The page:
Subsequent novelists of the naval or military genres–Patrick O’Brian, Julian Stockwin, and Allan Mallinson–building on Forester’s work, have written much more seriously, much more accurately about the same period. And they have been rightly lauded for so doing. Indeed, one sometimes feels that O’Brian and Mallinson are historians first, novelists second. Yet the novels of early 19th century home front, as it were, the British social and political front, or Heyer’s so-called world, have atrophied–stymied in the web of Heyer’s success.
It’s curious too, that lacking Heyer, writers from other European countries have been able to set serious works of literary fiction in this period–Gilles Lapouge’s The Battle of Wagram springs to mind.
Still, I have always found The Corinthian particularly amusing–the sisters and mothers aspect, do you see?
Just some thoughts on the subject … I was surprised to see any mention of Heyer. As good as she is, and she’s a master at what she does, most people denegate her for her “froth.”
But I enjoy reading Heyer too … some wonderful stories, much entertainment (The Toll Gate), but Heyer wrote light and entertaining stories, not serious fiction. If she had literary pretensions they were expressed in her other writing (her obsession with detail in writing her mysteries, for example, is legendary). However, there is no place for the nitty gritty of life in her “Regency” books … other people took care of that in their writing. Er, who were they again, BTW? (See, no one remembers them.)
I will experience something disturbing once (death, dismemberment, war), and appreciiate the excellence of whatever it was … book, movie. And the movie, Braveheart, is a good example of nitty gritty historical acuracy, or so I am told. But will never watch that again! Distressing … who needs it? OTOH I reread my favorite Heyers when ever I was something light, well written, and relaxing, but not taxing! I get enough (too much) heavy material at work. There is a place in literature for Heyer’s kind of writing, I think. But, beyond the setting, her stories aren’t meant to be (and don’t need to be) social commentary or historical tracts.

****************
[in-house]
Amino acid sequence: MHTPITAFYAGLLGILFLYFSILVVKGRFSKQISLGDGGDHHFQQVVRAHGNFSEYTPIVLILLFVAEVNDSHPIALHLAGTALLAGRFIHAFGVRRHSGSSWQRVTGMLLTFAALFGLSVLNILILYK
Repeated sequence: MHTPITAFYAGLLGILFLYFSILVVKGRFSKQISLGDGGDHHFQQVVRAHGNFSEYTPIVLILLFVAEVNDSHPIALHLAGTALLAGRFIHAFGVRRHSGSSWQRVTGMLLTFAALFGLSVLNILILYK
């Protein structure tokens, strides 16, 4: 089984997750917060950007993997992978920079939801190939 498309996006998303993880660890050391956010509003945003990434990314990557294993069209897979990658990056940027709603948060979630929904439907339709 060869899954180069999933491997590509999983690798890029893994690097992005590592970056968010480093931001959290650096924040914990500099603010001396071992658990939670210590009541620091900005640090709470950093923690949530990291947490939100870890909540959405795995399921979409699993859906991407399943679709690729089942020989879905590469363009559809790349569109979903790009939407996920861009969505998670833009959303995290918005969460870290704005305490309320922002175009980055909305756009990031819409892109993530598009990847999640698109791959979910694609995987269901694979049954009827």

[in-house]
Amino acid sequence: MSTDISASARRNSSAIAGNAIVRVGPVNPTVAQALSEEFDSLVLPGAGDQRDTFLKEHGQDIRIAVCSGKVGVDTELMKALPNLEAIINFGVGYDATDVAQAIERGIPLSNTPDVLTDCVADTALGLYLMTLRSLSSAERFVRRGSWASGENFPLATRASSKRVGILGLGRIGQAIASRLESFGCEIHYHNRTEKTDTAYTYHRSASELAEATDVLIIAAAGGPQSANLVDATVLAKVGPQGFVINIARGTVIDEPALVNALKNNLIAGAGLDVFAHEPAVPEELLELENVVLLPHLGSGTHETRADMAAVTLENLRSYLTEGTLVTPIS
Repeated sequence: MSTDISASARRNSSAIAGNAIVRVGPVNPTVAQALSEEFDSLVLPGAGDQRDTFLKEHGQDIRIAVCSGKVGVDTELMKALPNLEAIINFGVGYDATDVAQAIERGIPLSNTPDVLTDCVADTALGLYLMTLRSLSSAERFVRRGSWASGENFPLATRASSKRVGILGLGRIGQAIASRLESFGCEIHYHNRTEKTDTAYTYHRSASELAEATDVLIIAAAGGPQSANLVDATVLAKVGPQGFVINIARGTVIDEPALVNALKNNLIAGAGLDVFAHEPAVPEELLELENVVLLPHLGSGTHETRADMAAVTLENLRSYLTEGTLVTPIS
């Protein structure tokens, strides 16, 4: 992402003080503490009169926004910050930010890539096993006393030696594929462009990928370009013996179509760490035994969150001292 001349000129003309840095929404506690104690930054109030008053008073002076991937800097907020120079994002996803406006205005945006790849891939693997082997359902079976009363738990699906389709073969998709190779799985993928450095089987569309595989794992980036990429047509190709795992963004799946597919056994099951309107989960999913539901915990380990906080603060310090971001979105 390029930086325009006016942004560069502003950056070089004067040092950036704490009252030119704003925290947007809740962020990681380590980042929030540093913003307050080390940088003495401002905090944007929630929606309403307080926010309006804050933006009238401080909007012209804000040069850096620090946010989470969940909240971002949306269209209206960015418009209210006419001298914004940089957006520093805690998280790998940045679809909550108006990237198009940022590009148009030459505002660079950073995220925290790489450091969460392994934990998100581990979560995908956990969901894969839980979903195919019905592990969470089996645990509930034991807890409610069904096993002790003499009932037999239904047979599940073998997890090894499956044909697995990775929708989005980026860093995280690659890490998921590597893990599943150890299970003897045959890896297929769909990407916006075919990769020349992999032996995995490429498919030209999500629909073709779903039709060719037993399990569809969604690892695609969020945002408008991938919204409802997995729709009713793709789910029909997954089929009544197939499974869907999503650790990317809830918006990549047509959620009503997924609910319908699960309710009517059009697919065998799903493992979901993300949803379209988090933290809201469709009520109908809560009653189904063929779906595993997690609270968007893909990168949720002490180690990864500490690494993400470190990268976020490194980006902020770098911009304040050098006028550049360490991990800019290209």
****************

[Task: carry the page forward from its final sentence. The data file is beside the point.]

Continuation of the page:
Sorry … don’t mean to be contrary. I am so happy to find someone else who likes Heyer!
I don’t know that there are any novelists besides Heyer in English, and I stress that, who deal with the Regency in any serious way.
It has always been my impression that the publishing world feels the subject is closed or that Heyer is the doyenne of it and there’s no more to be said. Should one dare to include any element of society in a book about this period, one is compared to Heyer–whether or not there is any truth to the assertion or indeed whether the ‘comparer’ is actually acquainted with Heyer’s work. Which means one can write about the war or the navy as say Mallinson or Cornwell or O’Brian have done, but the political and social elements of that world cannot be fictionally treated without the glib comparison.
An interesting comparison with Wodehouse (who of course drew his male characters as unerringly as Heyer drew her women). Nobody expects Wodehouse to be a searingly honest portrayal of a society or to be the ultimate authority on British life between the wars. So why does the publishing industry (sorry, but they do) hold up GH as the sole yardstick for any discussion of domestic Regency life?
Let me say that I love Heyer for escapism purposes, for her dry wit and for her powers of observation of character (particularly, as you say, the irritating female relations).
Sad to say, though, I think atrophy is about right. Publishers don’t seem to be allowing either authors or readers to move on, or recognising that tastes have changed.